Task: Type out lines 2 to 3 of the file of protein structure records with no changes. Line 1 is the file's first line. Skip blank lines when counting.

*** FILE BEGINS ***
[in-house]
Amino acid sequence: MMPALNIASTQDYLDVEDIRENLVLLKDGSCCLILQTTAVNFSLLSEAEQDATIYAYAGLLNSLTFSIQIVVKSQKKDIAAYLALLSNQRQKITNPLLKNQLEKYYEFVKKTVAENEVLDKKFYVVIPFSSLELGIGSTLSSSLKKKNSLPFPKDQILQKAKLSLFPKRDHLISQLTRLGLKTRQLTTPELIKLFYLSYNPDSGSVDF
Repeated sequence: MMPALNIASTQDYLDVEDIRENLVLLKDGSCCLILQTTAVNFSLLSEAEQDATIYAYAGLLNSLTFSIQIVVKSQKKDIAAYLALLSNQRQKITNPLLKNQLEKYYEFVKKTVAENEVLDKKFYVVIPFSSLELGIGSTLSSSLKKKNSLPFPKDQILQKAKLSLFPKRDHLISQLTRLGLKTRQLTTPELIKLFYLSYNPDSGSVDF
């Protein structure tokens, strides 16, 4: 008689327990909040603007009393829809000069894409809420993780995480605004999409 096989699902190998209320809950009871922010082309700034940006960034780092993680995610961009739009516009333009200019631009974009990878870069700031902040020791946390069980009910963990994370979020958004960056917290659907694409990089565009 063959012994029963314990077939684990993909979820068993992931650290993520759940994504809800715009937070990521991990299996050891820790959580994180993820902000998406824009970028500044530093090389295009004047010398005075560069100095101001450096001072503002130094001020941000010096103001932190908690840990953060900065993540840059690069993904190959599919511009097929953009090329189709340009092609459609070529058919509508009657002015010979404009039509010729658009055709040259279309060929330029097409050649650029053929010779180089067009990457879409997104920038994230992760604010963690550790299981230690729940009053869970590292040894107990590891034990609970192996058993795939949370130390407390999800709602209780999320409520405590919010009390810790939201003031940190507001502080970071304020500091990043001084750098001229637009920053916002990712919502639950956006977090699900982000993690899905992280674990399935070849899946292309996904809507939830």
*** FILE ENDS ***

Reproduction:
Amino acid sequence: MMPALNIASTQDYLDVEDIRENLVLLKDGSCCLILQTTAVNFSLLSEAEQDATIYAYAGLLNSLTFSIQIVVKSQKKDIAAYLALLSNQRQKITNPLLKNQLEKYYEFVKKTVAENEVLDKKFYVVIPFSSLELGIGSTLSSSLKKKNSLPFPKDQILQKAKLSLFPKRDHLISQLTRLGLKTRQLTTPELIKLFYLSYNPDSGSVDF
Repeated sequence: MMPALNIASTQDYLDVEDIRENLVLLKDGSCCLILQTTAVNFSLLSEAEQDATIYAYAGLLNSLTFSIQIVVKSQKKDIAAYLALLSNQRQKITNPLLKNQLEKYYEFVKKTVAENEVLDKKFYVVIPFSSLELGIGSTLSSSLKKKNSLPFPKDQILQKAKLSLFPKRDHLISQLTRLGLKTRQLTTPELIKLFYLSYNPDSGSVDF